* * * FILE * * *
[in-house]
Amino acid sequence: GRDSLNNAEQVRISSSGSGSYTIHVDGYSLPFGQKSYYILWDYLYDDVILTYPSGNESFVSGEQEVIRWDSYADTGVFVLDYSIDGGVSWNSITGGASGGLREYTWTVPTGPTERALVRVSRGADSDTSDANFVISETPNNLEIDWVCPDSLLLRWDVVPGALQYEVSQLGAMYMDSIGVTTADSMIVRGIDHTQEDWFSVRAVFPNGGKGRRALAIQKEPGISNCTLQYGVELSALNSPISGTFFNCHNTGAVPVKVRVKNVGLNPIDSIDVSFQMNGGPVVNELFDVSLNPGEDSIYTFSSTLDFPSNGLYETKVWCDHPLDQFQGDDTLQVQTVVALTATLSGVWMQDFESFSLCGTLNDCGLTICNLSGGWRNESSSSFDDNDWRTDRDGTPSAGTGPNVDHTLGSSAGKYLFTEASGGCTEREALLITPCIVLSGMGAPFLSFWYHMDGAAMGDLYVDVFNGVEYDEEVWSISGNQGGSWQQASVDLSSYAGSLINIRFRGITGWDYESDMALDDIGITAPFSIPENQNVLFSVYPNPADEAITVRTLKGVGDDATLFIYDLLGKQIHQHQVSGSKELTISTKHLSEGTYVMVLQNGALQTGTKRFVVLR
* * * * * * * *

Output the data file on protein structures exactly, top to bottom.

[in-house]
Amino acid sequence: GRDSLNNAEQVRISSSGSGSYTIHVDGYSLPFGQKSYYILWDYLYDDVILTYPSGNESFVSGEQEVIRWDSYADTGVFVLDYSIDGGVSWNSITGGASGGLREYTWTVPTGPTERALVRVSRGADSDTSDANFVISETPNNLEIDWVCPDSLLLRWDVVPGALQYEVSQLGAMYMDSIGVTTADSMIVRGIDHTQEDWFSVRAVFPNGGKGRRALAIQKEPGISNCTLQYGVELSALNSPISGTFFNCHNTGAVPVKVRVKNVGLNPIDSIDVSFQMNGGPVVNELFDVSLNPGEDSIYTFSSTLDFPSNGLYETKVWCDHPLDQFQGDDTLQVQTVVALTATLSGVWMQDFESFSLCGTLNDCGLTICNLSGGWRNESSSSFDDNDWRTDRDGTPSAGTGPNVDHTLGSSAGKYLFTEASGGCTEREALLITPCIVLSGMGAPFLSFWYHMDGAAMGDLYVDVFNGVEYDEEVWSISGNQGGSWQQASVDLSSYAGSLINIRFRGITGWDYESDMALDDIGITAPFSIPENQNVLFSVYPNPADEAITVRTLKGVGDDATLFIYDLLGKQIHQHQVSGSKELTISTKHLSEGTYVMVLQNGALQTGTKRFVVLR